Your offer was more than fair in my view. There are rules about backdating bills which say, for example, that for a domestic supply, if no bills are issues for a period, the next bill should not go back more than 12 months. If the mix up was due to the supplier's mistakes, I would have dug out the exact wording of the rules (the rule I'm thinking of is where no bills are sent for a domestic supply so it's a guide rather than something applicable to you) and started with an offer of one year's usage.
I approached the Energy Ombudsman a few years ago and they were not interested in my situation. I questioned their decision because I felt my situation fell clearly within their remit but they just sent a couple of standard letters saying otherwise. I was not impressed and I got the impression that they work for the suppliers who provide funding rather than consumers. Other options include Consumer Direct / Consumer Focus who are going to be reorganised shortly and so staff may have other things on their mind.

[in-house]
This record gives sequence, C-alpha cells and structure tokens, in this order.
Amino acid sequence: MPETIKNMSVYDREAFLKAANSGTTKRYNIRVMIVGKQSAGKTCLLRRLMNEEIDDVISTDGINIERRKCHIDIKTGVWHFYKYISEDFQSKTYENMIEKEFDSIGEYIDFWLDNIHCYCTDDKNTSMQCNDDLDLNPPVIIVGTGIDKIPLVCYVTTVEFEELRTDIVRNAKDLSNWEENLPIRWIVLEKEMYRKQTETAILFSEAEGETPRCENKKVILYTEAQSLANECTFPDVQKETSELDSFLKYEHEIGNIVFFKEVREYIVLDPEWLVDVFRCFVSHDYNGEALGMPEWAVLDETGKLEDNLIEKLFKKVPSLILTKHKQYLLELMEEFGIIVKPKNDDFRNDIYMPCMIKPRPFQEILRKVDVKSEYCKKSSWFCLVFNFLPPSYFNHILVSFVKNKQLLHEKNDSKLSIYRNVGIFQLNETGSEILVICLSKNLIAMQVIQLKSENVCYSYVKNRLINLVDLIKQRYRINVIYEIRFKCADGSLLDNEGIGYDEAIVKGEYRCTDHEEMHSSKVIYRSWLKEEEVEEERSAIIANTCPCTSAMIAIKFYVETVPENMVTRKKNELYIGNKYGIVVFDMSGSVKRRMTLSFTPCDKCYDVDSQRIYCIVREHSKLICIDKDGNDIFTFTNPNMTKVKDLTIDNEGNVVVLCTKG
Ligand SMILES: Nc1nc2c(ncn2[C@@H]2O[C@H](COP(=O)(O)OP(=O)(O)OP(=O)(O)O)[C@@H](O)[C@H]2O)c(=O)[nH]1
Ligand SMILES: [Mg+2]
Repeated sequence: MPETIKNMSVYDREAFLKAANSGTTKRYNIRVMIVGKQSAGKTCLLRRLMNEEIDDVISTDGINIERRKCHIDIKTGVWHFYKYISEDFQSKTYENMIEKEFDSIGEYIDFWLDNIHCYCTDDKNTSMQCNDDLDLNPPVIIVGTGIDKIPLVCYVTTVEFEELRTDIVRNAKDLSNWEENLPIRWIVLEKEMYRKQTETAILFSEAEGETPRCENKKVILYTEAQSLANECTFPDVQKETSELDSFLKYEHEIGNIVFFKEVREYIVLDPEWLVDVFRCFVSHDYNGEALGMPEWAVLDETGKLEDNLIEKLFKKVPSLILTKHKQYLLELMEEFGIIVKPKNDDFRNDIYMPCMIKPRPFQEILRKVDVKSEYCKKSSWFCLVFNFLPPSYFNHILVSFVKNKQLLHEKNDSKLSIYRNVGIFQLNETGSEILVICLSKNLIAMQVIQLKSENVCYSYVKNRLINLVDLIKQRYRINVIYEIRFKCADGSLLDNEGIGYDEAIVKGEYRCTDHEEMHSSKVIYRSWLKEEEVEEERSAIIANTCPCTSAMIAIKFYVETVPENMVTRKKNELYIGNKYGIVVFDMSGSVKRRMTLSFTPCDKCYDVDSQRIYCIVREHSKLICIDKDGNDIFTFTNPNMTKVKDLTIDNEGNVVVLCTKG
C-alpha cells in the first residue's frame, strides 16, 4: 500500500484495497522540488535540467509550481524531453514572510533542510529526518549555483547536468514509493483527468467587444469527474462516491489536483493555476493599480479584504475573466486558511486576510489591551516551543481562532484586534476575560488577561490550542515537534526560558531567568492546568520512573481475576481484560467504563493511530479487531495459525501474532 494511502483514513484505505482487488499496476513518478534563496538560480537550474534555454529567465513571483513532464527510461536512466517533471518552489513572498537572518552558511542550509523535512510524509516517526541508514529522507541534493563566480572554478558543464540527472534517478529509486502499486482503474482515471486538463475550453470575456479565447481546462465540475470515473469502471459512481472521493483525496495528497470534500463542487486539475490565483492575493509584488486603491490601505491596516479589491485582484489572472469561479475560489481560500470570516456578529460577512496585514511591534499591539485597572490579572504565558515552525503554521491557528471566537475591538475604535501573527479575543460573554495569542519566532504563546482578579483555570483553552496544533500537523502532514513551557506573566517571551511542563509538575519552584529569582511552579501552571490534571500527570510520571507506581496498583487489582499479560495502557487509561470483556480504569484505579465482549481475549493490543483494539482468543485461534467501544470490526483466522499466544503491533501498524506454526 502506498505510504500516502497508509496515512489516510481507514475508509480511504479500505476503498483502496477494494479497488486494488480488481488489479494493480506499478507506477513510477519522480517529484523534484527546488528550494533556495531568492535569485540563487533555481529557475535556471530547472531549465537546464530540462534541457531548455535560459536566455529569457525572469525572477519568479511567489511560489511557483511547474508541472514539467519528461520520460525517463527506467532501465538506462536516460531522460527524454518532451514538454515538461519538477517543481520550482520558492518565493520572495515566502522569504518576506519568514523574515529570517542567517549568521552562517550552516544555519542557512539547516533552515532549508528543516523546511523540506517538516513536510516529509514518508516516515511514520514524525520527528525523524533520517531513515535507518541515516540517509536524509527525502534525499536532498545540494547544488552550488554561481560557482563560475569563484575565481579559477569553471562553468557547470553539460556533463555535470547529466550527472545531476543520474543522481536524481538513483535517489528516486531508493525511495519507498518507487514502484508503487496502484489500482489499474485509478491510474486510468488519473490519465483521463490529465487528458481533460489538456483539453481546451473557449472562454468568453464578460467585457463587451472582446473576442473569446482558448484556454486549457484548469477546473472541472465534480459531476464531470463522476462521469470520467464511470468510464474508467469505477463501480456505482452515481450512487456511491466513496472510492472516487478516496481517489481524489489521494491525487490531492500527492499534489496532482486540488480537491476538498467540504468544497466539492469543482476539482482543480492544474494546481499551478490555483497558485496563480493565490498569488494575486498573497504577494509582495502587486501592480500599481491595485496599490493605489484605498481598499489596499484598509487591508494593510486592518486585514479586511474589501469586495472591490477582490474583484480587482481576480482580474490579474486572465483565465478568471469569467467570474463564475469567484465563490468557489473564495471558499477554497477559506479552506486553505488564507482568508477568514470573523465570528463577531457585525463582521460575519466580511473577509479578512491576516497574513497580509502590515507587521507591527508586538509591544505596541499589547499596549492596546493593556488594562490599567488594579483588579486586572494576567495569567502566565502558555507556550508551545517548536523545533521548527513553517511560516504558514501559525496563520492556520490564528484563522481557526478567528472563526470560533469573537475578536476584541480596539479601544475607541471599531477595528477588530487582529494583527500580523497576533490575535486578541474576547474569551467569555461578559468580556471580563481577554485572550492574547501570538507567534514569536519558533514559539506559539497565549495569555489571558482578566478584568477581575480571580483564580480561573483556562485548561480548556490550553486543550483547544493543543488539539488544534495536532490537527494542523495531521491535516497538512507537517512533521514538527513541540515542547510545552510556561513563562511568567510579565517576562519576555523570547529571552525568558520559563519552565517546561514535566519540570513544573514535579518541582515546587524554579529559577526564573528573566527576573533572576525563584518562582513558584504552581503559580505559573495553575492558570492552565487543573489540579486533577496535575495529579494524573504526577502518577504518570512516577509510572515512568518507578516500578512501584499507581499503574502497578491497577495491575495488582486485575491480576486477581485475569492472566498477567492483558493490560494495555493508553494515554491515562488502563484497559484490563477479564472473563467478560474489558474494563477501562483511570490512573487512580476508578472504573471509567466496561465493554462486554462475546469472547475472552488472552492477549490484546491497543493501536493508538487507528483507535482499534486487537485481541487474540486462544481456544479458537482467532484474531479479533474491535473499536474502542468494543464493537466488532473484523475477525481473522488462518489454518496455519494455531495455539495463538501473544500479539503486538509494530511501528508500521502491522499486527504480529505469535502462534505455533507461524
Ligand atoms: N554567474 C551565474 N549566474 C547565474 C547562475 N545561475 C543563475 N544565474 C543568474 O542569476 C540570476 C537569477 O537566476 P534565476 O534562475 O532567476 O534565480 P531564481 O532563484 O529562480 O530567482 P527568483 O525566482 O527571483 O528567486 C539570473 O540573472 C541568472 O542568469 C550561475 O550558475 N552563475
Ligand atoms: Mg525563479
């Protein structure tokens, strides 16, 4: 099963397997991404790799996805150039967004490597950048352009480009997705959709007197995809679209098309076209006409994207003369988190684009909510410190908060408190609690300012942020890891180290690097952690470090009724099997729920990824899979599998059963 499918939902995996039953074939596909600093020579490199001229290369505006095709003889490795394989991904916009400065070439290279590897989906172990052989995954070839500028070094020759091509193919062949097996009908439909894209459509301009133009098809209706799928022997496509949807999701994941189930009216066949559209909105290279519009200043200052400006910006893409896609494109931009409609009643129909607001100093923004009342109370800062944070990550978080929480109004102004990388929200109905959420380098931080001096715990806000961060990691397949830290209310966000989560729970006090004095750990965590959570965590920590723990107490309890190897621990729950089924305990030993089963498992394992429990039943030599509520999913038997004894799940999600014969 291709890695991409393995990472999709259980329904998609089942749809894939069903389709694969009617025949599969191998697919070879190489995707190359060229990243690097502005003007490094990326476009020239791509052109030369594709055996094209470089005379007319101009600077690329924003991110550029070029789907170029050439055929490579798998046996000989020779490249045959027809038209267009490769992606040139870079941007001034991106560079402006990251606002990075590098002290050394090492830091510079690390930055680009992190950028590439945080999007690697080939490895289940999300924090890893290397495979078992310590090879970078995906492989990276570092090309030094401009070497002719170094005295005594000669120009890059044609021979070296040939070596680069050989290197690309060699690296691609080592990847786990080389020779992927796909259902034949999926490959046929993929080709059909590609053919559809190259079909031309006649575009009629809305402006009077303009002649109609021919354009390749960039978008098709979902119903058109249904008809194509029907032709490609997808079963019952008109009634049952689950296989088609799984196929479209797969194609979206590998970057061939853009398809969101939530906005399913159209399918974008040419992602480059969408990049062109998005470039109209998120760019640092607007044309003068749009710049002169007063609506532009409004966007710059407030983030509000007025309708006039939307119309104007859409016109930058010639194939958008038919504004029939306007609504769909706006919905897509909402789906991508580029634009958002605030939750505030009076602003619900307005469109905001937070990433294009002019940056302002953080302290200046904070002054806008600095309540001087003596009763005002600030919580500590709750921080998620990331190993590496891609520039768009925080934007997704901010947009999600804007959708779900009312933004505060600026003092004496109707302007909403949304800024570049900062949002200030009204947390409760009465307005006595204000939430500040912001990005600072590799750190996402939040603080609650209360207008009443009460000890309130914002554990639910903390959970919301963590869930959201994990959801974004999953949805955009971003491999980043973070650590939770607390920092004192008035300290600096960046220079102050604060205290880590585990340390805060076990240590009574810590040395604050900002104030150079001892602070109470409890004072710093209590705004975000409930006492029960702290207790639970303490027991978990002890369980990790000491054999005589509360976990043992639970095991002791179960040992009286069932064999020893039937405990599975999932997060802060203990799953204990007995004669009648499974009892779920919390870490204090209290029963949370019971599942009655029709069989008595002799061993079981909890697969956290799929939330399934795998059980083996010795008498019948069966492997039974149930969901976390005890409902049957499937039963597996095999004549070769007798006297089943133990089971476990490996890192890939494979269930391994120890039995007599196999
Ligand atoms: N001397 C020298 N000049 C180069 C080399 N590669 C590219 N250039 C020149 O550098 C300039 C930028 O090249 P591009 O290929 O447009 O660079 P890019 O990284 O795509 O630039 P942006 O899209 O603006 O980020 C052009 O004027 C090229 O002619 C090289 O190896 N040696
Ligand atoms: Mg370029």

My feeling is that, if you are offering £17000 and EdF are asking for £21000, then you are fairly close to agreement and you should continue to negotiate. You can change your offer slightly by proposing, for example, three annual payments of £6000 but you should make it clear that you feel that you are being more than generous by offering to pay for 4½ years of gas when certain rules in other circumstances where the supplier's billing is at fault would restrict backdating of energy bills to 12 months. You can also state that, because your £17000 offer has been rejected, you are now under no obligation to make the same offer again.
It would be best to communicate by letter as it is not unknown for suppliers to "lose" their record of phone conversations when it suits them.